Just a few days before I officially retire. Given his existing low workload, the Company Gwailo will have no more time in the day to be idle – so whatever I do, I am likely to be busier. This website will probably be updated less frequently, but rest assured there will be no obvious increase in quality.
People are understandably shocked at the thought that I am throwing out lots of books. Trust me – you don’t want them. Random examples: a volume of speeches by a tycoon, published and given to friends to celebrate his honorary doctorate; a visionary new-age business guru’s thoughts on saving the planet through sustainable mutual lovey-dovey; and pro-Beijing think-tank booklets on Belt and Road. The world will be a better place once they are recycled into toilet paper. To put them in perspective, ones I am leaving in case they are of interest to my successor (yes, we found one) include 500 years of Italians in Hong Kong and Macau, Regina Ip’s 2002-3 Public Consultation on Article 23, and Carrie Lam’s ‘election’ manifesto.
For the last time – from the orifice, at least – I declare the weekend open with some recommended reading…
More thoughts from Jerome Cohen on Beijing’s plan to choose special judges to try National Security cases in Hong Kong, complete with nice dig at Grenville Cross in the opening sentence.
HK Free Press on Beijing’s thinking on the NatSec Law, starting from a little-noticed CCP meeting last October, and how to explain the contradiction in the idea that this radical and elaborate law will target only a tiny number of people.
The FCC writes an open letter requesting assurance that the Hong Kong government will not take a long list of specific actions against journalists. Foreign Policy fears the worst and anticipates the jailing of journalists, Internet censorship and regulation, and clampdowns on academia, media, culture and religion. If it sounds extreme, The Guardian looks at how China extends censorship and propaganda in independent developing countries.
The US Senate passes a HK Autonomy Bill, which we are assured is merely symbolic. It’s hard to imagine really serious North Korea-style measures against Hong Kong or Mainland officials or regime-connected companies. Our local tycoons, bureaucrats and other collaborators are not so far visibly wetting themselves. But we have yet to see what nastiness the NatSec law will bring – how will the world react to the jailing of Martin Lee, for example? More to the point, this is not about Hong Kong, but the South China Sea, the Indian border, the taking of Canadian hostages, wolf-warrior diplomacy and so on. The Diplomat speculates what the US could do…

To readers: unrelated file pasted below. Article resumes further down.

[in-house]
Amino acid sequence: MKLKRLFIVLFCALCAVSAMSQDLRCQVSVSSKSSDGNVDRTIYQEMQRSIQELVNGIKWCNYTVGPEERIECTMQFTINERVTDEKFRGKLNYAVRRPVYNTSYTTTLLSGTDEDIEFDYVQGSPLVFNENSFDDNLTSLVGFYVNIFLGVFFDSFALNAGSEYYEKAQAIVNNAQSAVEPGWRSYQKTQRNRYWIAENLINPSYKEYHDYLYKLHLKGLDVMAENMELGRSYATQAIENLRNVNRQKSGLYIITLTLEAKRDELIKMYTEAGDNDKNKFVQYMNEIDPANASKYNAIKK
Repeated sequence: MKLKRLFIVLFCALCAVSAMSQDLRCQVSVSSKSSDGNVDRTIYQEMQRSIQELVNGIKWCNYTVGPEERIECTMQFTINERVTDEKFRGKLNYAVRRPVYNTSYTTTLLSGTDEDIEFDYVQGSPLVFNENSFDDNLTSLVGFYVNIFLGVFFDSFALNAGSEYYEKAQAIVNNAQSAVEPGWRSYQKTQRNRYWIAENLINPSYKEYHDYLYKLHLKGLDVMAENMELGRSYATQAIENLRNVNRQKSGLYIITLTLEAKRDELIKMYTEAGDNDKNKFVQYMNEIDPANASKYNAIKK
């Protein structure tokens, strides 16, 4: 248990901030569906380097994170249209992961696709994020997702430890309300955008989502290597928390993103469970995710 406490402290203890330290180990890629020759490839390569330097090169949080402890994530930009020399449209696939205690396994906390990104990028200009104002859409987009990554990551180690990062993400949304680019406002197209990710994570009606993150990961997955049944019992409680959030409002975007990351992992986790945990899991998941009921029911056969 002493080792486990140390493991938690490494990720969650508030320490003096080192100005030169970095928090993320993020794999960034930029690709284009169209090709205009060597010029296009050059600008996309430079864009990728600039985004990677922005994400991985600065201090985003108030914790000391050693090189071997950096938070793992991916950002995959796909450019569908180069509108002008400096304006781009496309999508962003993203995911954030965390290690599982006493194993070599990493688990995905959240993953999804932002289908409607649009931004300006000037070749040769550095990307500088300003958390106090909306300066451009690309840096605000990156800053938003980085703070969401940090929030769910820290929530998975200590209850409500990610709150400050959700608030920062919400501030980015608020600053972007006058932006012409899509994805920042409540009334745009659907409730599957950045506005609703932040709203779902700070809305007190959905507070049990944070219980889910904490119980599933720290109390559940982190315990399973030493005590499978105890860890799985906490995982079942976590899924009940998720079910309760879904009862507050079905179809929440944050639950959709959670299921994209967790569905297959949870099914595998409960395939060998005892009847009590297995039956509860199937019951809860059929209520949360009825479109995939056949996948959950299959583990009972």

U.S. financial sanctions on Hong Kong will break the financial lifeline for China … More plausibly the United States will resort to selective financial decoupling to contain the spillover to its own economy. A potent weapon could be a threat to impose financial sanctions on the Bank of China (Hong Kong), or BOCHK.
National Interest on how Xi Jinping is messing everything up…
…the problem with Xi and his entourage is that they perceive China’s history and future trajectory from a Han-nationalist point of view … Success is “payback” for the two centuries of “humiliation” that China, the rightful leader of the world, and the Han people have suffered at the hands of the West.
…it is likely that history will remember Xi not as the man who restored China to greatness, as he so desperately seems to desire, but as a sort of Kaiser Wilhelm II, who instead of waiting patiently for the inevitable triumph of his own country, felt compelled to aggressively push that triumph down everybody else’s throat, and in the process brought ruin to his country.
Over the last few years, Beijing has tightened its grip on Hong Kong and progressively eliminated the possibility of a peaceful or constitutional way of accommodating public demands for better governance. HKFP on the parallel evolution of Hong Kong’s protest slogans.
And China Daily’s clunky and idiotic graphic on the NatSec Law suddenly becomes elegant and profound, courtesy of LIHKG forum.